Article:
I’ve been pleasantly surprised by two of my encounters with frequent flyer programs in the past couple of months, and I wanted to share my story to help you the next time you may get into trouble with your points.
Ask for a refund or waiving of a fee
Two weeks ago, one of my friends needed to fly last-minute from Austin to New York for a legal appointment and being close to Thanksgiving as well as the date of departure, cash fares were quite high.
I had a small bank of Avios that I had bought in a buy miles promotion sitting in my British Airways Executive Club account for moments just like this—last-minute travel on oneworld airlines like Qantas, American Airlines and Japan Airlines.
British Airways Avios are a great currency for direct flights on oneworld partners like American Airlines
So instead of forking out over $350 USD for a direct 3½-hour flight in Economy Class, I paid just 10,000 Avios (now 11,000) + $5.60 USD in taxes, getting me a healthy 3.4 US cents per-point value, which represents a good use of points.
I booked this redemption for my friend on the Monday evening about 36 hours before departure knowing that it could be cancelled up to 24 hours before the flight departed on the Wednesday morning, i.e. on Tuesday morning.
On Tuesday afternoon, my friend called me to let me know the court case had been postponed and if I could get my points back as he would no longer need to take the flight.
I knew that the terms and conditions of the ticket didn’t allow a refund (or change) within 24 hours of departure but I submitted a refund request on the British Airways Executive Club website and explained the unique situation, making sure to acknowledge that I was fully aware that it breached the terms and conditions of the ticket.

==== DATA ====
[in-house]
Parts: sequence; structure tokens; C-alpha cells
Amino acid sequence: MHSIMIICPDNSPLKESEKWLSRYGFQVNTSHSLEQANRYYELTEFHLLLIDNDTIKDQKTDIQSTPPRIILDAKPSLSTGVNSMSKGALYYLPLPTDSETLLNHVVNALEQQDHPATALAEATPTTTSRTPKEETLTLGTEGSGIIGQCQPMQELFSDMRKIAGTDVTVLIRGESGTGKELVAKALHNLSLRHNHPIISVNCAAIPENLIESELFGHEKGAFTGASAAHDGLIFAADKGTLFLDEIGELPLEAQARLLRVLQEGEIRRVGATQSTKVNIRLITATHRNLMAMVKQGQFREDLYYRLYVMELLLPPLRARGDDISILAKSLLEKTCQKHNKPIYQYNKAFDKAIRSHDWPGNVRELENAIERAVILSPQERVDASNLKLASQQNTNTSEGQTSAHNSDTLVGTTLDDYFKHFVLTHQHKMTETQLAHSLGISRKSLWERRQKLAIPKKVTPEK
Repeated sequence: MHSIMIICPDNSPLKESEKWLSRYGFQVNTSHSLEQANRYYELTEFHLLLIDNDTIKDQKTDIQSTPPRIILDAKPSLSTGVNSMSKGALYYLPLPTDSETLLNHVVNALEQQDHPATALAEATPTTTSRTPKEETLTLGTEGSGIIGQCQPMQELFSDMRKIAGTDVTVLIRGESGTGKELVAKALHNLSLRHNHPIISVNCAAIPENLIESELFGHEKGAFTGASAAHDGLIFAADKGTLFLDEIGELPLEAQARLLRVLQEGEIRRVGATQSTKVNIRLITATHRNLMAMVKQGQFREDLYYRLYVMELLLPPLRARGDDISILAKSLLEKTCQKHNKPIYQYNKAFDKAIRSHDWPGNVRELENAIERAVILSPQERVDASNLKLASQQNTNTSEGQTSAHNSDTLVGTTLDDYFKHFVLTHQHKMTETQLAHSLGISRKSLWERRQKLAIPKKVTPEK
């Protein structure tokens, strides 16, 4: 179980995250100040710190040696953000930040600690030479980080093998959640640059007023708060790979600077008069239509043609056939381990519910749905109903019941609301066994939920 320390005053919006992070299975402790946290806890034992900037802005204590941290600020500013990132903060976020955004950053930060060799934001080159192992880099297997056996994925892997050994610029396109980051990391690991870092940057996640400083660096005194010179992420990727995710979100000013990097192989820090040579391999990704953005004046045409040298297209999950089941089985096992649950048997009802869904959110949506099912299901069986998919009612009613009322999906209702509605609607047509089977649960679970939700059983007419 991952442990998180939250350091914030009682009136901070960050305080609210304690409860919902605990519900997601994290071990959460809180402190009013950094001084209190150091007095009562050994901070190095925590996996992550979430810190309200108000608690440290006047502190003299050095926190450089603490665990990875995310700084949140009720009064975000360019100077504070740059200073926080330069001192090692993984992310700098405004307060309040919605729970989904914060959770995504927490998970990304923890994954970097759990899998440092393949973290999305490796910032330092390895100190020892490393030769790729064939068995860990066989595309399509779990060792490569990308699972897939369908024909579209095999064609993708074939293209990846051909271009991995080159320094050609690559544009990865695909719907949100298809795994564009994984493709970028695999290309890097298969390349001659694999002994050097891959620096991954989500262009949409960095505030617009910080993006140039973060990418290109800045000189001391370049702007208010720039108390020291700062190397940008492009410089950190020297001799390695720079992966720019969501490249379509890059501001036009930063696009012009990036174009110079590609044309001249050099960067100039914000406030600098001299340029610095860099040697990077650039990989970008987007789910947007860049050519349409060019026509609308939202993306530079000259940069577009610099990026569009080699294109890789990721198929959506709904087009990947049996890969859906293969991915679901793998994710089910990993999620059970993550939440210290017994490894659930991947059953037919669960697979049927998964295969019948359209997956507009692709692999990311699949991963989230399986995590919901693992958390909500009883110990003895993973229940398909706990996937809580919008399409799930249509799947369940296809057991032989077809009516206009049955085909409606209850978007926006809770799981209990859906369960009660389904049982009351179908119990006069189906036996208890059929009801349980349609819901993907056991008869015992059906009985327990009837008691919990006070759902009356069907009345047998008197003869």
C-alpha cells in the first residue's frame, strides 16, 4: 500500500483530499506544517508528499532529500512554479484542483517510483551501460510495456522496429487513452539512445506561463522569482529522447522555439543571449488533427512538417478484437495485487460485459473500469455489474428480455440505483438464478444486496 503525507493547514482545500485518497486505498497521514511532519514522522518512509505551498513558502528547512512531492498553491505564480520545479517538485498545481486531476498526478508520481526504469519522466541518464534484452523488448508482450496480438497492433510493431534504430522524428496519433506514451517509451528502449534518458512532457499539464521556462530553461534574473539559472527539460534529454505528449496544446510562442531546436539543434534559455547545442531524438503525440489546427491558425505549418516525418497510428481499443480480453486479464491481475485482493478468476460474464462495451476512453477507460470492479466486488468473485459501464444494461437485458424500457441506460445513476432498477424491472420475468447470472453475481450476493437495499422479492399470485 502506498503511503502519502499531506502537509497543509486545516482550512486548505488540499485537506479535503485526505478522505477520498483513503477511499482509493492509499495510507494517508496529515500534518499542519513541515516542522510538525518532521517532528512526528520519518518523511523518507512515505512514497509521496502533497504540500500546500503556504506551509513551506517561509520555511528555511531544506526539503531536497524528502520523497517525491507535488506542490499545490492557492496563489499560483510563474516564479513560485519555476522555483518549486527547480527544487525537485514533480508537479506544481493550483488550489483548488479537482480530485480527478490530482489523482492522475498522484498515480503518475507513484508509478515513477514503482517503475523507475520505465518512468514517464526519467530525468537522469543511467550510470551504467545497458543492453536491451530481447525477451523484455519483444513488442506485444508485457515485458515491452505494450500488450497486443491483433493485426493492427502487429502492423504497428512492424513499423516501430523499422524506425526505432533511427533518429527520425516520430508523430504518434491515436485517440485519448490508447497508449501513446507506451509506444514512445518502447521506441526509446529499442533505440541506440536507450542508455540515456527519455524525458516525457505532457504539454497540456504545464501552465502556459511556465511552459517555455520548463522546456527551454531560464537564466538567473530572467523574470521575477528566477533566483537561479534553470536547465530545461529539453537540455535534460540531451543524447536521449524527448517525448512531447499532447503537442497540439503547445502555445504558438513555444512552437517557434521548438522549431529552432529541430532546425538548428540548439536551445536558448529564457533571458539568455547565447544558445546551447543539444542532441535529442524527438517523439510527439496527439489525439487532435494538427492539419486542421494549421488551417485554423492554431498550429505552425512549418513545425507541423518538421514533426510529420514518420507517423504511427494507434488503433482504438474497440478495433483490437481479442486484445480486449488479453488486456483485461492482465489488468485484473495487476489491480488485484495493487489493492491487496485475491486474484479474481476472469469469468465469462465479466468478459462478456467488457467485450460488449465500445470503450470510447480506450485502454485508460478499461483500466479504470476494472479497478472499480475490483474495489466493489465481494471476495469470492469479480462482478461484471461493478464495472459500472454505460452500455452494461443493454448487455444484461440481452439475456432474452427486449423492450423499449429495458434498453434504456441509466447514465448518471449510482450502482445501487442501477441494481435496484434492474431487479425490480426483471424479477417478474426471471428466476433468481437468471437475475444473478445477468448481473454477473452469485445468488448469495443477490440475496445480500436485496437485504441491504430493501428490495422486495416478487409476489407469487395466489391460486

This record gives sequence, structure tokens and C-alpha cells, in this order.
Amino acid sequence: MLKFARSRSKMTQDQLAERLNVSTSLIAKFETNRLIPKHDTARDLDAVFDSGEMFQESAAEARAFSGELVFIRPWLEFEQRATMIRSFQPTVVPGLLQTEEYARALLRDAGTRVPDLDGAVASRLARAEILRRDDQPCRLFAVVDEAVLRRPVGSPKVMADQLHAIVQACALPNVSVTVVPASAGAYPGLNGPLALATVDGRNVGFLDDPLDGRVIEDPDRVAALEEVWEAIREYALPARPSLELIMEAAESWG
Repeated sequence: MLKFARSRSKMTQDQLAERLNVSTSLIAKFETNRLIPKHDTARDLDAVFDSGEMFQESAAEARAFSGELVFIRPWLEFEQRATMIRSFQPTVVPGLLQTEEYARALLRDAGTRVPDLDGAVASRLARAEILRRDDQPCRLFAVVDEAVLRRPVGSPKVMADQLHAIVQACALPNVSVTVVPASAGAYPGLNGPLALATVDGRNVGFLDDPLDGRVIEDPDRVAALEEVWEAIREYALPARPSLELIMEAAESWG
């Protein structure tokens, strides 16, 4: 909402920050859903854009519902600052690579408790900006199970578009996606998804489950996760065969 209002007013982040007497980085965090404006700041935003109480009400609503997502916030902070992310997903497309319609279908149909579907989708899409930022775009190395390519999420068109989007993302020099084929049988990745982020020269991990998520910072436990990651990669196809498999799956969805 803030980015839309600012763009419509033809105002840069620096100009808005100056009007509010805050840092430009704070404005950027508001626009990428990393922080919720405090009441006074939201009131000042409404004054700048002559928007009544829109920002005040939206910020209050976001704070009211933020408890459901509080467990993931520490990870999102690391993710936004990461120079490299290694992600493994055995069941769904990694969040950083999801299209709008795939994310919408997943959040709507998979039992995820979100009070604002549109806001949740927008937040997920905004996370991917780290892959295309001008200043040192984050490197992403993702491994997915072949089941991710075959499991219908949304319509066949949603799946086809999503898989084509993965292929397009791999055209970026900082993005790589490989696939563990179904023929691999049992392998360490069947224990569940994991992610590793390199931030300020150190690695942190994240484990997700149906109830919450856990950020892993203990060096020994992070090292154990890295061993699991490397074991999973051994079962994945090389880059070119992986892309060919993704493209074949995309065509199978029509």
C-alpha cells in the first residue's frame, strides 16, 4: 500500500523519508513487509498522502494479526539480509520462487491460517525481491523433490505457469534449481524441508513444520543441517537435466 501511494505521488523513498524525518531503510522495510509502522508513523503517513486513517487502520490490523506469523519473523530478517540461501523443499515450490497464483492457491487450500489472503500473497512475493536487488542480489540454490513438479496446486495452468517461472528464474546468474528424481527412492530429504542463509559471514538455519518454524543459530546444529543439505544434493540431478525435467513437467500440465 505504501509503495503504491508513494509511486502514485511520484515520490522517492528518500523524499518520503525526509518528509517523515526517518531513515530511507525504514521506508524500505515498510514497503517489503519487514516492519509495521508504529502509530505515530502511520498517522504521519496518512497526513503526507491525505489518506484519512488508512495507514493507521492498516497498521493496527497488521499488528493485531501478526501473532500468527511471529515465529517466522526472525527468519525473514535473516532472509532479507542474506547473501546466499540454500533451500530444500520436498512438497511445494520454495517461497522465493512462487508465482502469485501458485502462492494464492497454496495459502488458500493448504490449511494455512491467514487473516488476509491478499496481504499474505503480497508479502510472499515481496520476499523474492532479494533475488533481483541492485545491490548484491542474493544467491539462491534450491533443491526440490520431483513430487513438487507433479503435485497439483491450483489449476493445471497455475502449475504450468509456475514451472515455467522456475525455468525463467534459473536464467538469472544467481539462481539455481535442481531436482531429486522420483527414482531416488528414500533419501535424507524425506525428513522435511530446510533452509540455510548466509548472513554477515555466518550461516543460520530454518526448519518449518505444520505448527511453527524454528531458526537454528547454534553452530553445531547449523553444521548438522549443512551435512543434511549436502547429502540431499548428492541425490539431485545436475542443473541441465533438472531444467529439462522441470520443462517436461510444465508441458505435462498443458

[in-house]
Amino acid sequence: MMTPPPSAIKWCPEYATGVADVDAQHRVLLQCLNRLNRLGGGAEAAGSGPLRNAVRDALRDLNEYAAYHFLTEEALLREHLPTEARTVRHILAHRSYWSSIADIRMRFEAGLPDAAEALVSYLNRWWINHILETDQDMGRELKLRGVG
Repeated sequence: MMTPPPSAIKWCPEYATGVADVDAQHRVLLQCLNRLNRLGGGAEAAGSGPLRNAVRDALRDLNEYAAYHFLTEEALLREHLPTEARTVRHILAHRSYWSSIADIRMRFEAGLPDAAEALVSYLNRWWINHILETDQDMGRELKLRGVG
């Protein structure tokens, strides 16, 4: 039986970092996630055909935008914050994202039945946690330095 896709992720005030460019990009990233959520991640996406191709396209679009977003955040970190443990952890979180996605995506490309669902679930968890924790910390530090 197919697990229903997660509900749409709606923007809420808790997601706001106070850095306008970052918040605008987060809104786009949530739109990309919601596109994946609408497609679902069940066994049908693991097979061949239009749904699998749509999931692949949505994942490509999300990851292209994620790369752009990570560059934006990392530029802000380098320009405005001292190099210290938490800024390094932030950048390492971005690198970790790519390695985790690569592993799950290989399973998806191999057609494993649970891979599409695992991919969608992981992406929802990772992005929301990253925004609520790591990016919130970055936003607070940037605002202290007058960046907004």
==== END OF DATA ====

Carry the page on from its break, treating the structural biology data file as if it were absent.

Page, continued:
Lo and behold, I got a refund of the taxes first and then, unsure whether it was a mistake or an intentional oversight, I followed up a week later to request the 10,000 Avios be redeposited into my account, which they promptly were after that second email. Success!
Ask for an extension or a points challenge
In a holiday car ride with my parents a couple of months ago, we decided that it would be a good idea to celebrate my mum’s birthday in Japan next year, 40 years after she had done a gap year exchange there.
They’ve been slowing building their balances with constant pressure from me not to use the points on domestic Economy Class flights—it is not one of the best uses of Qantas Points.
During this conversation, my dad casually mentioned that he had let his 60,000+ points balance expire a few weeks prior due to inactivity—valuing frequent flyer points obviously is not an intrinsically hereditary trait.
60,000 Qantas Points can get you from the East Coast of Australia to Tokyo or Osaka in Qantas’ A330 Business Class
Going into crisis mode, I immediately called Qantas Frequent Flyer and asked what could be done. They gave my dad a points challenge to earn a total of at least 2,000 Qantas Points from any two Qantas Points-earning sources within six months.
Knowing that he could pick up some good bonus points with a wine purchase, I logged into his account and had some wine delivered to him through Qantas Wine (Epiqure), earning over 10,000 points in the process.
For the other source, I linked his Woolworths Rewards account to Qantas Frequent Flyer and his points sweep over at the end of each quarter (the next one in December), so that should complete his points challenge and restore his Qantas Points balance by the start of 2018.
A two-hour on-the-ground delay flying Qatar Airways out of Houston last year didn’t matter as much to my friend Jan and me after being upgraded for free to Business Class
The lesson: it never hurts to ask.
Sure, airlines and frequent flyer programs can have strict policies around refunds, changes and expiration of points, but if you can connect on a human level in a polite and empathetic way, then it is sure worth a try.
What about you? What kind of ‘wins’ have you had by just asking for what you want or need during your travels?